There is no question that cloud computing has revolutionized software development and deployment. And with the many benefits it promises, it is no wonder that now 94% of businesses make at least some use of the cloud.
However, there still is a lot of confusion and debate about different cloud architecture and deployment strategies. In this post, we will take a look at the available cloud deployment models that mobile apps can leverage for enterprise-level data privacy and security compliance.
Cloud deployment models
Popularized by Amazon and marking the rise of the cloud, the public cloud model is usually what people think about when they hear the word cloud. In this model, you share the cloud’s hardware and resources with other users and access is provided over the internet.
The public cloud leverages economies of scale to drive down prices and provide a flexible and elastic solution. However, for a business that handles sensitive data, this constitutes a security risk, with 93% of security professionals saying that they are moderately to highly concerned about the security of the public cloud. This is despite the fact that major cloud providers invest heavily in security and are providing increasingly robust security.
The public cloud is the de-facto choice for SMBs but is also a good option for enterprises that have regular or occasional spikes in their workloads and do not process very sensitive data.
On the other end of the spectrum, the private cloud is a single-tenant deployment model where you own the hardware or rent it from a hosting provider and are its sole user. Naturally, this translates into a much higher cost (although still lower than legacy solutions).
While this model inherently provides better security, you will be responsible for maintenance, configuration, and security. This adds to your cost and overhead, but more importantly, without a heavy investment in security, it can end up being less secure. Moreover, since you only have a set amount of hardware to utilize, it is a less flexible and elastic solution.
Private clouds are usually a good option for companies handling sensitive data and a relatively stable workload. It is also a good option for companies that already invested in data centers and want to leverage their existing hardware. Lastly, it is sometimes the only option available for companies that need to comply with specific regulations like HIPAA.
To leverage the advantages of both the public and private cloud, companies can deploy their sensitive data and stable workloads on a private cloud and utilize the public cloud for the rest. It is a great option for enterprises that are making the transition from on-premise data centers to the cloud but might have legacy apps that are not compatible with the public cloud.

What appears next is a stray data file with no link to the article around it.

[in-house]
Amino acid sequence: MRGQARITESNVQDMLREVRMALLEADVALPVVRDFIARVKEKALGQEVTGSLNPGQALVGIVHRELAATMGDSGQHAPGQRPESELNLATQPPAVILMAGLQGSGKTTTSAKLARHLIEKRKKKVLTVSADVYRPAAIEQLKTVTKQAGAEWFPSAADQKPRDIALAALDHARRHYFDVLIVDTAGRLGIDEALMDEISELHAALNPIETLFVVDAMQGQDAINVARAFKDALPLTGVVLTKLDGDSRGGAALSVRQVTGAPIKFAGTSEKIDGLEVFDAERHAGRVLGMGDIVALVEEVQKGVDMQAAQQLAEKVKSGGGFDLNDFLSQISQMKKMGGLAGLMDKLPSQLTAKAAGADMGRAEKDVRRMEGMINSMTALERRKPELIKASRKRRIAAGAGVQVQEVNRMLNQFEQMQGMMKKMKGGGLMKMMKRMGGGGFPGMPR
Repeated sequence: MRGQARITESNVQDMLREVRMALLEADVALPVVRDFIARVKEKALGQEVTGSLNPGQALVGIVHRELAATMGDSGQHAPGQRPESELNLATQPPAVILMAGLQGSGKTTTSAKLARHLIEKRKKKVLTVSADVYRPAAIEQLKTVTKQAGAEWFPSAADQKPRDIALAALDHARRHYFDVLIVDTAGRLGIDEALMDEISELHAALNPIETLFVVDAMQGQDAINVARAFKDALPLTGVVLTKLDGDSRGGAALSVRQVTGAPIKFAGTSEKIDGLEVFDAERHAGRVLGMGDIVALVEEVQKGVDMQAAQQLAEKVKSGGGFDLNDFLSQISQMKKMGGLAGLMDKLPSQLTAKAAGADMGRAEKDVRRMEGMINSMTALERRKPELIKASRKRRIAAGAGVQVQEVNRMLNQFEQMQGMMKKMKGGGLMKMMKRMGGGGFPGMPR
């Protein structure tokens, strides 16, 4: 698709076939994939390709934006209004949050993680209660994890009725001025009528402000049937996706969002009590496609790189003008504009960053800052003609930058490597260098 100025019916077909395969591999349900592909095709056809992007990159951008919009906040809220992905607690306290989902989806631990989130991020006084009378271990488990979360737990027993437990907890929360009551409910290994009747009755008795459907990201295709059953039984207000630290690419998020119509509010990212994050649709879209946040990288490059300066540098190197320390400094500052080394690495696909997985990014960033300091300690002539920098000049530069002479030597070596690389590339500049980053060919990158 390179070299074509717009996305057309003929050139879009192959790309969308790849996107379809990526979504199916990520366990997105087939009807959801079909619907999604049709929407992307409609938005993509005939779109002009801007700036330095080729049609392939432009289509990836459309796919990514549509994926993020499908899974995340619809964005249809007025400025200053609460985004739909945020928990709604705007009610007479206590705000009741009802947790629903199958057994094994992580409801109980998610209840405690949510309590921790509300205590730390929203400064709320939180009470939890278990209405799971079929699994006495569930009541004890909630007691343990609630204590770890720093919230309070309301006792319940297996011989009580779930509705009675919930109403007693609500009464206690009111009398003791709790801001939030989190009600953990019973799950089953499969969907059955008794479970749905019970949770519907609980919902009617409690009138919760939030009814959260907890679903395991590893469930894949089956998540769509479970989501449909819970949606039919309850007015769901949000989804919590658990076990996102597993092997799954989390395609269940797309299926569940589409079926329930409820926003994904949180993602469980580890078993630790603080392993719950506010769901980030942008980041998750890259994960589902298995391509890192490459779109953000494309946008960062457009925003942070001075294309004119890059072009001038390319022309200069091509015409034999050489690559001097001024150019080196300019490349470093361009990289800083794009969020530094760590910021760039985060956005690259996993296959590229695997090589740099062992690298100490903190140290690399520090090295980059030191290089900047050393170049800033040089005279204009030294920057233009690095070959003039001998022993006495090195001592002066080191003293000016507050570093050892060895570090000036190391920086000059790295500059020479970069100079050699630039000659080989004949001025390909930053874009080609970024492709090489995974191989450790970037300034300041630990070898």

By using both deployment models in their appropriate scenarios, companies can achieve enhanced security for a much lower price than a purely private cloud and still enjoy the flexibility of the public cloud. This is currently the most popular strategy, with 69% of all businesses and 45% of enterprises adopting a hybrid deployment model.
Virtual private cloud
The virtual private cloud takes a more innovative approach to combine the benefits of public and private clouds. In this model, the cloud provider isolates your companies resources from the rest of the users by using a private subnet, essentially deploying a private cloud within the larger public cloud.
This approach bridges the gap between the public and private cloud by offering enhanced, managed security while still maintaining the cost and elasticity of the public cloud. It is a good option for most businesses unless they need to comply with special regulations governing their industry.
“The enterprise cloud” is largely a marketing term used by cloud providers to refer to their enterprise-focused offerings. It does not follow a specific deployment model and its definition changes from one provider to the next.
Enterprise cloud offerings try to address the needs of enterprises in many different ways but perhaps the most deserving of the “enterprise cloud” title is also known as the community cloud. In this model, the vendor provides enterprises with a public cloud that is shared by other enterprises that have similar security and privacy concerns to achieve a higher degree of security while still maintaining the cost and flexibility advantage of the hyperscale public cloud.
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